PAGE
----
I am not sure I see the negative to positive reinforcement for behavior if it is properly delivered and does not conflict with other job performance observation. Some people respond well to a compliment or positive assertion of their performance and a regular basis, if it is deserved. Of the employees in the workforce, 90% of them are not going to be superstars, and that’s all right. There are only so many jobs that those superstars can vie for. Without all the “grunts” readying the table, perhaps the superstars would not be looking so good on their own.

    • April 30, 2014 at 3:03 pm
      KY jw says:
      Like or Dislike:
      Thumb up 4
      Thumb down 0

      Oh, Puzzled in PA, good point about needing the grunts.

      • April 30, 2014 at 6:14 pm
        Agent says:
        Like or Dislike:
        Thumb up 3
        Thumb down 1

        The idea is to have good grunts and not people collecting their check every two weeks and doing just enough to keep from being fired. A pleasant attitude also comes in handy dealing with the public, particularly with difficult clients. I heard something several years ago that rings pretty true. If you want something to get done, give it to the busiest person in the office and it will get done. Give it to one who is not busy and you don’t get it back in a timely fashion and often it is wrong. Attitude has a lot to do with work production.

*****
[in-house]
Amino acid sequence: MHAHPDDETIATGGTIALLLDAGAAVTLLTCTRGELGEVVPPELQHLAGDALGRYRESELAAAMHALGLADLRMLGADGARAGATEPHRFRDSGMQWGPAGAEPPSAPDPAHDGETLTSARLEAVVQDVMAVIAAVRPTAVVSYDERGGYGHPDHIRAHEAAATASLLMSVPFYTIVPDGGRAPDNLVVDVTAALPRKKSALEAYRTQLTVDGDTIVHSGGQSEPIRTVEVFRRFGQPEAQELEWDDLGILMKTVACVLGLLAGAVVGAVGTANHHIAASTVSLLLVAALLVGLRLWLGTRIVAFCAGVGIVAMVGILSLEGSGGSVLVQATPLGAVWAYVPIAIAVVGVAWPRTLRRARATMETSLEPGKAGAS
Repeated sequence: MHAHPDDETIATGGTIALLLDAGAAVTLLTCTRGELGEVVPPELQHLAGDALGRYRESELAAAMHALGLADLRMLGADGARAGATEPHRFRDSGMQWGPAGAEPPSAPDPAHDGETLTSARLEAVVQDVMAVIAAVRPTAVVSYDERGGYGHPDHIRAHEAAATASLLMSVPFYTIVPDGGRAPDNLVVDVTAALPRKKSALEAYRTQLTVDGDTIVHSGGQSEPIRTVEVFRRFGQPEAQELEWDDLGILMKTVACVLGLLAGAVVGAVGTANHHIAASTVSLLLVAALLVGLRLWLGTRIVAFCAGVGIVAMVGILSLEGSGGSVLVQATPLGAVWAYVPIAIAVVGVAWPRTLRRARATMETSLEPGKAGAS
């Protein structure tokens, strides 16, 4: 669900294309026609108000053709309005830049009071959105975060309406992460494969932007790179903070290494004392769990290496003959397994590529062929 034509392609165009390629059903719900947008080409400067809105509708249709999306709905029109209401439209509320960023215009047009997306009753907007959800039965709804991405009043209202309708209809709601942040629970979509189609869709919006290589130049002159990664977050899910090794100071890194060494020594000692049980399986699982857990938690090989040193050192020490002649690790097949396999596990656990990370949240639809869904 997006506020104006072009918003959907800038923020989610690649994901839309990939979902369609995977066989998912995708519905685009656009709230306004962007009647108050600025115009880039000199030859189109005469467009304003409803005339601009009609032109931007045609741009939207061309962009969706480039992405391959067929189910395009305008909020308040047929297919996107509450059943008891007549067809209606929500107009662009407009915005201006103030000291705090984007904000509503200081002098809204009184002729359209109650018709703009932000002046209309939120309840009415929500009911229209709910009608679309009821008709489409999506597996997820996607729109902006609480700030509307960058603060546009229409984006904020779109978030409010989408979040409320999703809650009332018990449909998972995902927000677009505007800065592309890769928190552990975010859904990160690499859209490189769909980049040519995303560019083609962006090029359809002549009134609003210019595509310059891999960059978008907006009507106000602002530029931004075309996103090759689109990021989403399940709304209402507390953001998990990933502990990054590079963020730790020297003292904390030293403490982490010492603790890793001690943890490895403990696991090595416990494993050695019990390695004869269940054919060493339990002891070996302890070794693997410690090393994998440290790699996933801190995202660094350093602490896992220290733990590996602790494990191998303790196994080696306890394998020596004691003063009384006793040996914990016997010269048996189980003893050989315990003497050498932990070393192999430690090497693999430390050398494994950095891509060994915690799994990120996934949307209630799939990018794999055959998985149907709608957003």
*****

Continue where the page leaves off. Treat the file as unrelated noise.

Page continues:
• May 2, 2014 at 3:12 pm
      ralph says:
      Well-loved. Like or Dislike:
      Thumb up 11
      Thumb down 0

      one of my favorite stories is about a man who comes home after WW2. He’s in a bar telling a story about how he parachuted into Normandy on D-Day and about everything he did and saw, and was showing off the medals he received for bravery.

      One of the other patrons said, “You’re welcome.” Puzzled, the D-Day vet asked the man what he meant. “I packed your parachute,” he said.

      The first man realized that without people like those who carefully packed his parachute, he wouldn’t be able to go as far as he did.